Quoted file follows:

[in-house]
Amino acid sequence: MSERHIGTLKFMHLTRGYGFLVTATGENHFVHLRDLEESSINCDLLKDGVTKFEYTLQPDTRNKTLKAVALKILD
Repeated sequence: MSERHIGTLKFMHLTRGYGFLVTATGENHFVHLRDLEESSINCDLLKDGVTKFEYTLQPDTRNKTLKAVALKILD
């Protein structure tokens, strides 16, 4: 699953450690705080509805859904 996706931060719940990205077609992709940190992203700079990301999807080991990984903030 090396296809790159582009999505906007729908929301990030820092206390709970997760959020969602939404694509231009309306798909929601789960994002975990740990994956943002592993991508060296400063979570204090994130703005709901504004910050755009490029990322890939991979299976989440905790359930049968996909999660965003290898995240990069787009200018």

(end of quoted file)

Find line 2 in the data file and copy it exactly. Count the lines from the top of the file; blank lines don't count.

Amino acid sequence: MSERHIGTLKFMHLTRGYGFLVTATGENHFVHLRDLEESSINCDLLKDGVTKFEYTLQPDTRNKTLKAVALKILD